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Med School $$$ = Confusion

Discussion in 'Medical Students - MD' started by docuw, Mar 31, 2001.

  1. docuw

    docuw Senior Member

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    Well... got my financial aid letter. The money involved is almost mind boggling. My plan is to simply put off all thoughts of the money until after residency. I am trying to figure which "alternative loans" will be the best for me with this plan. I am supposed to come up with 9500 after maxing out the Sub and UnSub Stafford Loans. I figure I will need to take about 6000, not the whole 9500. But all the options thruogh the schools "referred lenders" are crazy.

    You have Fees deducted at disbursement, Fees added at repayment, the interest rates, and your option to pay on interest while in school (which doesnt make much sense to me - I would have to take more loans to simply make those payments), or deferring on principal and interest until after graduation.

    All of these lenders have different numbers that they use, and I am driving myself crazy trying to figure out which loan is going to be best for me in 8 years (when I can finally start paying them back after residency). YIKES!

    How do you guys choose which loan to use with all these options?

    What kind of budget does your school give you guys? Do you normally spend more or less than your budget?

    Here is a break down from Creighton for this year:

    1st Year:
    Tuition 31,962
    Living Allowance 10,350
    Travel 1,000
    Hepatitis 200 (Hep B?? did it)
    Books/Supplies 2,190
    Loans Orig. Fees 1,150
    Health Insurance 200
    ---------------------------
    48,052

    So, how do you guys compare? I am sweatin about these alternate loans...

    [This message has been edited by docuw (edited March 31, 2001).]
     
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  3. gasdoc

    gasdoc Member

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    Sounds like a private school. Just feel lucky you are not going to a carribean school, which is BLANTANTLY FOR-PROFIT.

    I pay about $10,000 in tuition in a UC school.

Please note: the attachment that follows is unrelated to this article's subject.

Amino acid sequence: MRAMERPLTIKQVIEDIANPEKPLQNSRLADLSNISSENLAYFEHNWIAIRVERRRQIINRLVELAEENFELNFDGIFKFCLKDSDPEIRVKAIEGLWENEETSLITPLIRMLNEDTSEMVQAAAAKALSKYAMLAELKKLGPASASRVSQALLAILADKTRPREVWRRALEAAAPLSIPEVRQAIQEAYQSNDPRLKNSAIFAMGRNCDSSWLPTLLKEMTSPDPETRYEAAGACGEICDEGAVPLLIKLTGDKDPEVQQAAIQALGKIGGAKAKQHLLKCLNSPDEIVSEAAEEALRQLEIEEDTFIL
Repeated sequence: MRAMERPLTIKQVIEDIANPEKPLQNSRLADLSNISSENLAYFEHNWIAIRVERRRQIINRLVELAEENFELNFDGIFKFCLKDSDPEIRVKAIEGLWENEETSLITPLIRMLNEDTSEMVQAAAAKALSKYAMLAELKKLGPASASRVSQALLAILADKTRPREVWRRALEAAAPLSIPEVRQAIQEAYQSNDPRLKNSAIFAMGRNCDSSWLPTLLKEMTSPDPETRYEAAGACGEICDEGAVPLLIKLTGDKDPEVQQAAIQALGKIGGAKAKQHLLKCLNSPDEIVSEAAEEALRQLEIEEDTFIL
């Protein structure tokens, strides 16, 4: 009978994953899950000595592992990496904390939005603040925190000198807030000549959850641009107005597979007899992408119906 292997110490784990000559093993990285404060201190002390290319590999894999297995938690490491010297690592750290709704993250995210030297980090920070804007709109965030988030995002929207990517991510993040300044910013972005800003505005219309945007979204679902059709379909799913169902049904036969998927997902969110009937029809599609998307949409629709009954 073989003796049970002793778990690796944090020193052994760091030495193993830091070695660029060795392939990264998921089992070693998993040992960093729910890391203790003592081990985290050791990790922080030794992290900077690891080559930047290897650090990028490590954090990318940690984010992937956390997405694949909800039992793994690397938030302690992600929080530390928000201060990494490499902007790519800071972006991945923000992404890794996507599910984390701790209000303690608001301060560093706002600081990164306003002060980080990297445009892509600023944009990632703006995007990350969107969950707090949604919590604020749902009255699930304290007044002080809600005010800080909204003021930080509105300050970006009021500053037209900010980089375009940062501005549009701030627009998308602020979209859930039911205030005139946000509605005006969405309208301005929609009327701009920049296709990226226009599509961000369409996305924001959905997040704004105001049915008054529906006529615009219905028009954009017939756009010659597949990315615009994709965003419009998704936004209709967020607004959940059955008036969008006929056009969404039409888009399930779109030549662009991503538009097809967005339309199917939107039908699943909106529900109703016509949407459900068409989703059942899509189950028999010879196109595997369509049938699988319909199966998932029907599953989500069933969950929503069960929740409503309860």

4. Pilot

    Pilot Senior Member

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    The programs change from year to year, but the "best" loan program last year was the T.H.E. program in my opinion. I cannot remember all the details (and don't want to look for my file), but it seemed to have the lowest fees and better post-grad terms. Only problem I ran into was my bank wanted to put an 11 day hold on the check since it was from out of state. Problem was solved when I switched bankers.
     
  5. On a related issue....

    Will student loans that I acquired during undergrad be deferred generally speaking until after residency (provided I get admitted)?

    I know I'm going to have to contact each lender individually to make sure, but what is your experience? Do you have to start paying back loans acquired in undergrad IMMEDIATELY after graduating (and while attending med school) or can you defer all your loans for both undergrad and med school until after or during residency?

    I dont have that much in loans from undergrad, but at the same time it would be hard for me to pay them back while in med school.



    ------------------
    "There is nothing more powerful on this Earth as a man who has nothing to lose. It does not take ten such men to change the world--one will do." Elijah Mohammed
     
  6. Homunculus

    Homunculus SDN Caveman Administrator
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    my friend Pilot is right-- T.H.E. loans are great, as far as loans go. If you take out $4500, you get a check for $4500. It's nice not to be getting screwed from the get-go with financial aid...